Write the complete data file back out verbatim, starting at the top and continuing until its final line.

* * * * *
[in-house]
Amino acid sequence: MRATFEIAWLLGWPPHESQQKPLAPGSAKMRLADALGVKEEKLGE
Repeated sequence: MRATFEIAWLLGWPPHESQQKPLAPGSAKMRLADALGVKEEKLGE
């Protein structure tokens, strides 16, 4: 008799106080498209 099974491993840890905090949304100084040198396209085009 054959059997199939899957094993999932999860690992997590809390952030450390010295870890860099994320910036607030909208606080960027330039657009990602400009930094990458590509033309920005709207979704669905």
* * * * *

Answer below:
[in-house]
Amino acid sequence: MRATFEIAWLLGWPPHESQQKPLAPGSAKMRLADALGVKEEKLGE
Repeated sequence: MRATFEIAWLLGWPPHESQQKPLAPGSAKMRLADALGVKEEKLGE
């Protein structure tokens, strides 16, 4: 008799106080498209 099974491993840890905090949304100084040198396209085009 054959059997199939899957094993999932999860690992997590809390952030450390010295870890860099994320910036607030909208606080960027330039657009990602400009930094990458590509033309920005709207979704669905």